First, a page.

What is Qi gong?

Qigong (pronounced chee-gong) is an ancient Chinese exercise and healing technique that involves meditation, controlled breathing and movement exercises. 


The character "Qi" that makes up the first part of qigong is a difficult word to translate, according to Peter Wayne, an assistant professor of medicine at Harvard Medical School and the research director at Harvard's Osher Center for Integrative Medicine. Qi is a concept from traditional Chinese culture that roughly means vital energy, information, breath or spirit. The second character in qigong, "gong," means cultivation or mastery, Wayne said. Qigong is therefore sometimes translated as "vital energy cultivation" or "mastery of your energy." 


There are many forms of qigong practiced throughout the world. Some of these forms involve breathing and meditation to promote spirituality and health while others are more vigorous and include martial arts exercises. Tai chi, a widely practiced mind-body exercise, is sometimes referred to as a form of qigong because it "cultivates, moves and helps manage Qi," according to Wayne.

Qigong vs. tai chi

While they share many characteristics, most people consider qigong and tai chi to be two distinct practices. However, Wayne said that he tends to focus more on the similarities between qigong and tai chi than on their differences. 


"The chi in the word 'tai chi' is a different character and has a different meaning [than the 'qi' in qigong]. But the practice of tai chi, in my opinion, is equivalent to a form of qigong. You're training to have more awareness and control over your 'life force' — your physiology or energy," Wayne told Live Science. And some forms of qigong are almost indistinguishable from tai chi, he added.


There are other forms of qigong that look quite different from tai chi, however. These involve simple, slow movements done repeatedly. One of the most basic forms of qigong is Baduanjin qigong, which has eight movements, often called the Eight Pieces of Brocade, or Fabric. (Translations vary.) The movements are: Pressing the Heavens With Two Hands, Drawing the Bowstring and Letting the Arrows Fly, Separating Heaven and Earth, Wise Owl Gazes Backward, Punching With Angry Gaze, Bouncing on the Toes, Big Bear Turns From Side to Side, and Touching the Toes Then Bending Backwards.


While the movements of qigong may be different from those of tai chi in some cases, both practices incorporate strength and flexibility with breathing exercises, focused attention and imagery. The biggest difference between qigong and tai chi has more to do with the public's perception of these mind-body practices than it does with the practices themselves, according to Wayne, who said that qigong carries a stigma in certain societies.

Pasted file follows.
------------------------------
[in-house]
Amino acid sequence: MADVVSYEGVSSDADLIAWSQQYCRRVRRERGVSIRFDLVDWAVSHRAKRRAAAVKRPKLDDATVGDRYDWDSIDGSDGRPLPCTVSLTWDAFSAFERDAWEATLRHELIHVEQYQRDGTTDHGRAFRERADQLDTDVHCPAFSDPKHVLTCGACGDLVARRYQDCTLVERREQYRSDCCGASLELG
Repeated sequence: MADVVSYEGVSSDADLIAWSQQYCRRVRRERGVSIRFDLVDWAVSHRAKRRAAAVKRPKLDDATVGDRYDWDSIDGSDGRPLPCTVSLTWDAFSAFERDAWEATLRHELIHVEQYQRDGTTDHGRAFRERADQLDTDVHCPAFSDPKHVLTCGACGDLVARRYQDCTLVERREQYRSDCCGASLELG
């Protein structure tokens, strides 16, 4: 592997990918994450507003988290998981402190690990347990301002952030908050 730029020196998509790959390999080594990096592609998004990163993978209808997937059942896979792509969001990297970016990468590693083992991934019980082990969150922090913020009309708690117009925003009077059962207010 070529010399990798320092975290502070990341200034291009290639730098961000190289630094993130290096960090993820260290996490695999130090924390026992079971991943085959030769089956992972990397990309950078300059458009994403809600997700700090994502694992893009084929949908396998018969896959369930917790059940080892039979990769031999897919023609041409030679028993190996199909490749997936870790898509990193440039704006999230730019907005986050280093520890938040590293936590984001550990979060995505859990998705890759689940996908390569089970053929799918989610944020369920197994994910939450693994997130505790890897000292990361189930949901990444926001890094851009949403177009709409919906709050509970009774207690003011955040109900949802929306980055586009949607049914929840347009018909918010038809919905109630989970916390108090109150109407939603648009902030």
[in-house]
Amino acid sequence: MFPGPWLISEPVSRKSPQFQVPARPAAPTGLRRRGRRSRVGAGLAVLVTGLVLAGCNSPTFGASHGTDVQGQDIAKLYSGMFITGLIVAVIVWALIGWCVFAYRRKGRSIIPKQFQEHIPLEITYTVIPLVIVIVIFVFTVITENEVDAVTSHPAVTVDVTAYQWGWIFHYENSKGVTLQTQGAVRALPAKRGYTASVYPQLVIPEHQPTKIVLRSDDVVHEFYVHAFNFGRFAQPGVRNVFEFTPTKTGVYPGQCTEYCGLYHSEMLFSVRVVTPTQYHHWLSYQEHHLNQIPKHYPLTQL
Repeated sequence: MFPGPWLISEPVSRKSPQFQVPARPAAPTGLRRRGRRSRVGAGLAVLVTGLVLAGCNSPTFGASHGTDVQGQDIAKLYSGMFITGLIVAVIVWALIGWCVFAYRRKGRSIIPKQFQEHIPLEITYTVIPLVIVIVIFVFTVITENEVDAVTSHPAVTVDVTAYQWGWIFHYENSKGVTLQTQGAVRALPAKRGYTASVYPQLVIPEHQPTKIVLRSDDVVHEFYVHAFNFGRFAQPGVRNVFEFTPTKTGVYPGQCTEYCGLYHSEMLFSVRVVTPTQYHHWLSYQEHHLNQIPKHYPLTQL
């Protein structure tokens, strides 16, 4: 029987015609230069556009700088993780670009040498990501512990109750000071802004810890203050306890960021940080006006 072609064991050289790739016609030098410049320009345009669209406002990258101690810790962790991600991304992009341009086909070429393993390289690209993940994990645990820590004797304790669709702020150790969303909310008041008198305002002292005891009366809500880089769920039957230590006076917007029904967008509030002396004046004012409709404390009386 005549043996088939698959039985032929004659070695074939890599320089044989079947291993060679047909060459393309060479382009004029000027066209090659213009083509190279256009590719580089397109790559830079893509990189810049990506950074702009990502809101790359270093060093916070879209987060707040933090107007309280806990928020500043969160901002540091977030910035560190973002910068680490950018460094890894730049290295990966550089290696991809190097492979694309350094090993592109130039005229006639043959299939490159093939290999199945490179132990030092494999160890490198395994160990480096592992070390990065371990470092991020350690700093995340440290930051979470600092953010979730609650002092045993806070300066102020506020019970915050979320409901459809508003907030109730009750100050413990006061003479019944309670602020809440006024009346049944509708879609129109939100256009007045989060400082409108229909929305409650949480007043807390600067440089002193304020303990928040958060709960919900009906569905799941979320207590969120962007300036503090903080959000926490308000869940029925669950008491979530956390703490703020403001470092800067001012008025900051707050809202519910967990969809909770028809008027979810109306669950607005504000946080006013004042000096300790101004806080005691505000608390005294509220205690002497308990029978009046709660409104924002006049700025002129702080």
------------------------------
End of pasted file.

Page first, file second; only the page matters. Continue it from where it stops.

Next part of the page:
"There are religious cults [in China] that have qigong practices, and there's a lot of political friction between some of these groups and the Chinese government because they're cult-like and esoteric," he said. 

Chinese officials denounced one form of qigong, Falun Gong, as a cult in 1999. This resulted in a large demonstration of Falun Gong supporters in Beijing, which prompted the government to outlaw the practice altogether, leading to the arrests of thousands of Falun Gong followers. The subsequent imprisonment and torture of these followers prompted responses from human rights organizations, as well as several resolutions from the U.S. Congress that denounce the Chinese governments oppression of what it calls a "peaceful spiritual movement." 

Exercise vs. healing


For many of those who practice it, qigong is an individual mind-body exercise, much like yoga. But there is also a form of qigong that focuses on healing others.


"The qigong practices you do yourself can be distinguished from what's called 'external qigong,' which is a practice that looks like distant Reiki healing," Wayne said.


In external qigong, a qigong therapist first diagnoses patients according to the principles of traditional Chinese medicine (TCM) and then uses "emitted Qi" to facilitate healing, according to a 2010 paperpublished in the American Journal of Health Promotion, which reviewed the health benefits of qigong and tai chi. 


The authors of the paper wrote that "both internal Qigong (personal practice) and external Qigong (clinician-emitted Qi) are seen as affecting the balance and flow of energy and enhancing functionality in the body and the mind." However, the authors' review of qigong's health benefits was limited to the personal practice of qigong. There is no scientific evidence to support the efficacy of external qigong in treating health conditions or disease. 


Scientific support of qigong


Unlike tai chi, qigong has not been widely studied for its health benefits, according to Wayne, who noted that more high quality research is needed before any definitive statements about the efficacy of qigong can be made. However, personal practice of qigong is not considered unhealthy, as it typically entails gentle movements and relaxation.


One of the largest studies involving qigong is the 2010 review of 66 studies totaling 6,410 participants, which was published in in the American Journal of Health Promotion (see above section on exercise vs. healing). Though the researchers combined qigong and tai chi studies in their review, they did find various positive results suggesting that both forms of exercise improve bone health and balance.